Take a break from social media
If you have a smartphone or are otherwise digitally connected most of the time, you probably get a lot of your news and current events information from social media. What was once a useful way to keep up with your friends seems more and more like a partisan platform lately.
Make sure you take a break from social media when you start to feel overwhelmed. This could be something as simple as turning off notifications on your phone. You can “mute” friends or family members on Facebook whose posts are particularly triggering — they won’t know you muted them, and you can un-mute when election season is over.
If you spend time on social media right when you wake up and before you go to bed, try cutting that habit at least a few days a week. You could delete the social apps from your phone and access them when necessary from a browser, or you could go all in and deactivate your accounts until the election is over. However you choose to do it, a little time disconnected can make all the difference in the world for your mental health.
Spend time with friends away from politics
While COVID-19 is still limiting how we can safely gather together, it’s always important to spend time with loved ones in some way. When you do gather – virtually or safely social-distanced – try to keep the conversation away from politics. After all, voting booths have privacy curtains for a reason! Don’t feel pressured to engage in political discussions if they aren’t going to be productive. Chances are you won’t change anyone’s mind — if anything, relationships could be damaged.
I know I’ve felt guilty when I’ve tried this. It seems like I’m blatantly ignoring some of the most important things happening in the world. But it’s been so refreshing to be able to laugh and joke with friends and family and to hear about each other’s lives outside of the political sphere. It may seem hard and unnatural at first to avoid talking about what everyone is thinking about, but trust me – being able to talk about something lighthearted with your loved ones will seriously benefit your mental health.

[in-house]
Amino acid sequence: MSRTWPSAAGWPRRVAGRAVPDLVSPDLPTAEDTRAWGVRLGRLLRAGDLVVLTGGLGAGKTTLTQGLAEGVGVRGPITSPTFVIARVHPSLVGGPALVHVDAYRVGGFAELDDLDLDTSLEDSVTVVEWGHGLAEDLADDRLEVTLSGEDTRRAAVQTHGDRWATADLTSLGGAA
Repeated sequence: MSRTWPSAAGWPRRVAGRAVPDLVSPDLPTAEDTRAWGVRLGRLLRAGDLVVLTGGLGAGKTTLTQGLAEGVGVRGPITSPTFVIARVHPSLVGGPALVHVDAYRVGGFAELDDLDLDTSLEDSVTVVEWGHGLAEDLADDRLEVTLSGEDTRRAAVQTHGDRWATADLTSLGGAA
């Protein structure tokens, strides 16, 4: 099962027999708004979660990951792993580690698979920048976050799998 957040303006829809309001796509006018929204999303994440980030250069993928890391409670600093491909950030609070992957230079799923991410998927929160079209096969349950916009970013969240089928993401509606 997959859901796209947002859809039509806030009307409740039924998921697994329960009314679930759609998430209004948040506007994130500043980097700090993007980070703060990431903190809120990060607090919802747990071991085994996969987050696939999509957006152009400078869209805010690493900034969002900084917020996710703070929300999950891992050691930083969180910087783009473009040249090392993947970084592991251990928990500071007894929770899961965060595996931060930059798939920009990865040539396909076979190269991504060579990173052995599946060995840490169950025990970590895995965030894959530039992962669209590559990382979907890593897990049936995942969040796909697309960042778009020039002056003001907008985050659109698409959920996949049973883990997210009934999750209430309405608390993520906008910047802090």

Make time for life-giving activities
What brings you joy? What do you find yourself gravitating to when you just need a break? Whether it’s baking, writing, reading, going for a jog, or playing games with your housemates/family, be extra conscious of doing the things you love this election season.
Spending time on something you love, away from the constant stream of information, will give you a much-needed brain break this election season. Practice becoming aware of when you need to engage in joyful activities, and make sure you have the time and space to fulfill those needs.
Connect with causes you care about
It’s easy to feel particularly small this election season. I often find myself wondering how much of a difference I can really make, given the huge scope of the issues that surround us. Sometimes I’m tricked into believing I’m powerless. If you’re in the same boat, it can help to connect locally with causes you believe in.
You could start with something as simple as donating to a nonprofit you believe in. Or, if you find yourself with some time on your hands, you could donate that time to a local cause. You could volunteer at a food bank, or even become active in a political cause if you think that won’t cause too much undue stress. Engaging in this way can help you feel a little more in control, because your actions are making a tangible difference.
We hope you’re taking care of yourself this election season. How are you doing? Is there anything else you do for your mental health that you want to share with us? We’d love to hear from you!
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